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Tips for Avoiding a Medical Error This Summer

Right around this time last year, we warned our readers about the “July Effect.” The term refers to the 10% spike in fatalities at teaching hospitals during the month of July. Researchers speculate that the rise in medical errors is likely associated with the influx of new doctors who begin residencies in July.

In many cases, the errors, such as medication mistakes, are easily preventable. Therefore, we suggest that all patients keep these tips in mind if they find themselves in a San Diego hospital this summer.

  • Check out your doctor and hospital. In addition to verifying your doctor’s credentials, you should inquire about his or her experience in treating your specific condition. The more often a doctor has performed a procedure, the more familiar she is with its variations and complications and the higher her success rate is likely to be. You should also find out how the hospital’s infection rates compare to other area hospitals.
  • Understand scheduling matters. Try to avoid surgery on weekends, nights, and holidays when hospitals may be short-staffed and workers may be fatigued. Stroke patients treated in hospitals on Saturday and Sunday were 16% more likely to die than those treated on weekdays, according to a recent study from the University of Toronto.
  • Find out if the hospital uses electronic records. Medication orders are often a source of error. If possible, use a hospital with electronic records, which can reduce prescription mistakes sevenfold, according to a recent Weill Cornell Medical College study.
  • Bring your actual prescription bottles with you. Doctors suggest you bring your actual prescriptions to the hospital–don’t just write down the names. “You cut chances of blunders such as missed doses and interactions when the staff sees what you’re taking,” says Tanya Froelich, MD, an assistant professor of pediatrics at Cincinnati Children’s Hospital Medical Center.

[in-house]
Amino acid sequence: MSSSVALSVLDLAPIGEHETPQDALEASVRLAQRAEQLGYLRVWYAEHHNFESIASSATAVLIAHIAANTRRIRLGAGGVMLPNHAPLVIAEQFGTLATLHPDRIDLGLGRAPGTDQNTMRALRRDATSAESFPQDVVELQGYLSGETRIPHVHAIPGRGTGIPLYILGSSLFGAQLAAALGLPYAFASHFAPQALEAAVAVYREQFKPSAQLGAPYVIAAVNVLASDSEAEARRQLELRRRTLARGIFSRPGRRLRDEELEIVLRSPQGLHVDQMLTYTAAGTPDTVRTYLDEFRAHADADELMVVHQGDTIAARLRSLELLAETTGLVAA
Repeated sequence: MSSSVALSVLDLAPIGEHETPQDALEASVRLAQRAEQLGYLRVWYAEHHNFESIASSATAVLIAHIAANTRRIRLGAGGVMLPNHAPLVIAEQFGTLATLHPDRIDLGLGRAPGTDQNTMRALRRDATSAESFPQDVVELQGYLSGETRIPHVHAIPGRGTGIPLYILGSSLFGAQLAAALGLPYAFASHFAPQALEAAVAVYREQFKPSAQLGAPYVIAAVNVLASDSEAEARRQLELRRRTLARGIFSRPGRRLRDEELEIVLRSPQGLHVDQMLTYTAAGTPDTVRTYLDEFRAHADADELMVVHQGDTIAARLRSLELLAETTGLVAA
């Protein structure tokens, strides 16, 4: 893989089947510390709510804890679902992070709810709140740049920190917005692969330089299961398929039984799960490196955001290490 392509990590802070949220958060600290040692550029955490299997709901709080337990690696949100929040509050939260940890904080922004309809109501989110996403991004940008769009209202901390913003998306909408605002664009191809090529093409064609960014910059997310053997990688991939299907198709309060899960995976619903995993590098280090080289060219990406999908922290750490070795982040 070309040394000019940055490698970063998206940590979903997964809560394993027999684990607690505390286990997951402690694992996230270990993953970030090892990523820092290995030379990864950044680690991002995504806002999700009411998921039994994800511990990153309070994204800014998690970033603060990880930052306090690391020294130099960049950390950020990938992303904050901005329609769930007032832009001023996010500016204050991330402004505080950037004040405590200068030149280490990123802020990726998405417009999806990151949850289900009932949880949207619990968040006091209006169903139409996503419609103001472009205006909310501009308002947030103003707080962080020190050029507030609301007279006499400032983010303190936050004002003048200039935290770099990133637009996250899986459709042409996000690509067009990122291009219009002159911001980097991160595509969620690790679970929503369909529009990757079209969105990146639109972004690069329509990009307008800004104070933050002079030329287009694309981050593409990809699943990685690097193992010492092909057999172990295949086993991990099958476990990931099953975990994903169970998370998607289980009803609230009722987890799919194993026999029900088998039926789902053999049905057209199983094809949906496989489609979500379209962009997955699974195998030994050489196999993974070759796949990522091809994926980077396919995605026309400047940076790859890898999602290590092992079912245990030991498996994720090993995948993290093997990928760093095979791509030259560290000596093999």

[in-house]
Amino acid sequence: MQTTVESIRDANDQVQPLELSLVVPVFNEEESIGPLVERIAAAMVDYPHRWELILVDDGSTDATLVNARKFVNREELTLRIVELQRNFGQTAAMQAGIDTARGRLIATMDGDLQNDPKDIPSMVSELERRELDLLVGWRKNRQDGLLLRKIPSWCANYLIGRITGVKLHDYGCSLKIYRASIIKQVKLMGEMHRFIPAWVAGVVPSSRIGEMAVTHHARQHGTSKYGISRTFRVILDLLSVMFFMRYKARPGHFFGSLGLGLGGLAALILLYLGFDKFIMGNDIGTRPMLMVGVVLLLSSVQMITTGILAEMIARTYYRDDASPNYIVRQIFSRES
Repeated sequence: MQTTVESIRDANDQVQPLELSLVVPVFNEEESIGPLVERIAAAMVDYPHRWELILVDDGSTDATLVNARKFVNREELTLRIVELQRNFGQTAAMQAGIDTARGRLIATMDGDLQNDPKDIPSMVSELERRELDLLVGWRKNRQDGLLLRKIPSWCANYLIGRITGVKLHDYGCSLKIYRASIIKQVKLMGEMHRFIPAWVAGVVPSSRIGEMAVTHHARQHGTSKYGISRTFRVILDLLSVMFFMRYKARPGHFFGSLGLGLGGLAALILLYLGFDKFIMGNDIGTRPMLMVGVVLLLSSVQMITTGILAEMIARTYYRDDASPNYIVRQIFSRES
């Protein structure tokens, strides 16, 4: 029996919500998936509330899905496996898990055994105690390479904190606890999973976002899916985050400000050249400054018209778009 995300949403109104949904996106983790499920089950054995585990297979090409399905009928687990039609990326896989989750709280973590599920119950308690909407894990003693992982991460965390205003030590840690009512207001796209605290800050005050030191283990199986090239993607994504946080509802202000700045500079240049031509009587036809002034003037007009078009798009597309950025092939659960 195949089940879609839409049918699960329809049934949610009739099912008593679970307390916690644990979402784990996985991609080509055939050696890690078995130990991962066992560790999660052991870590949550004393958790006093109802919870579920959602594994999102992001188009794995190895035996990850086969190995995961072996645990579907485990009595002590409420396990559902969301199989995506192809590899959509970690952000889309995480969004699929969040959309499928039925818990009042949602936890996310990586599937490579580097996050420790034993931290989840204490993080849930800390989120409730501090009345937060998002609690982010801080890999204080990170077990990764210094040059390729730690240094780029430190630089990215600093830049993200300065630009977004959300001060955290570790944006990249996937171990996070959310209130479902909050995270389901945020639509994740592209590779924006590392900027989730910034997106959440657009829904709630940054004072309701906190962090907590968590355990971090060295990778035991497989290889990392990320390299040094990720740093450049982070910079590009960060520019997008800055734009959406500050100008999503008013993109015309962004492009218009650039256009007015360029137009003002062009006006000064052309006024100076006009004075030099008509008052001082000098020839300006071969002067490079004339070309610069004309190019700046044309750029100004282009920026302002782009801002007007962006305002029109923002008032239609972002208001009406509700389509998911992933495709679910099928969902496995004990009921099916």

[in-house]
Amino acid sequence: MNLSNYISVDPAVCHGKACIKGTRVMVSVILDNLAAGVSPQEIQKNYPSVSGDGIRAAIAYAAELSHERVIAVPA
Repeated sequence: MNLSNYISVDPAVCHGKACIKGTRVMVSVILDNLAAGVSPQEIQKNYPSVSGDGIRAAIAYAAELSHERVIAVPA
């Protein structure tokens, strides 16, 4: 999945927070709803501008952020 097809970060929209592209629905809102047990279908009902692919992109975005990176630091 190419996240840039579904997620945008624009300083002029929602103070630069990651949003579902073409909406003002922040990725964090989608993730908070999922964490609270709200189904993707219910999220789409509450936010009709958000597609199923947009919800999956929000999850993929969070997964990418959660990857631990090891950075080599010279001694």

• Be aware of shift changes. The chance of medical error rises dramatically during shift changes, says Arthur Aaron Levin, MPH, director of the Center for Medical Consumers. Before your current nurse leaves, request time to review your chart and what treatment you’re supposed to get next. And meet with your new nurse, too, to ask any questions you have, advises Caitlin Brennan, RN, PhD, a postdoctoral fellow at Case Western Reserve University Frances Payne Bolton School of Nursing.
  • Ask for help from friends and family. When you’re a patient in the hospital, you’re likely to be worried, stressed out, and under sedation at times, so it’s helpful to have friends and family with you to act as your advocates. By acting as extra eyes and ears for you, this team can keep track of your treatment and may prevent errors that would otherwise go unnoticed.

Source: MSNBC

If you or someone you love has suffered from a medical error, don’t hesitate to contact a San Diego medical malpractice attorney at the Law Offices of Robert Vaage for a free consultation.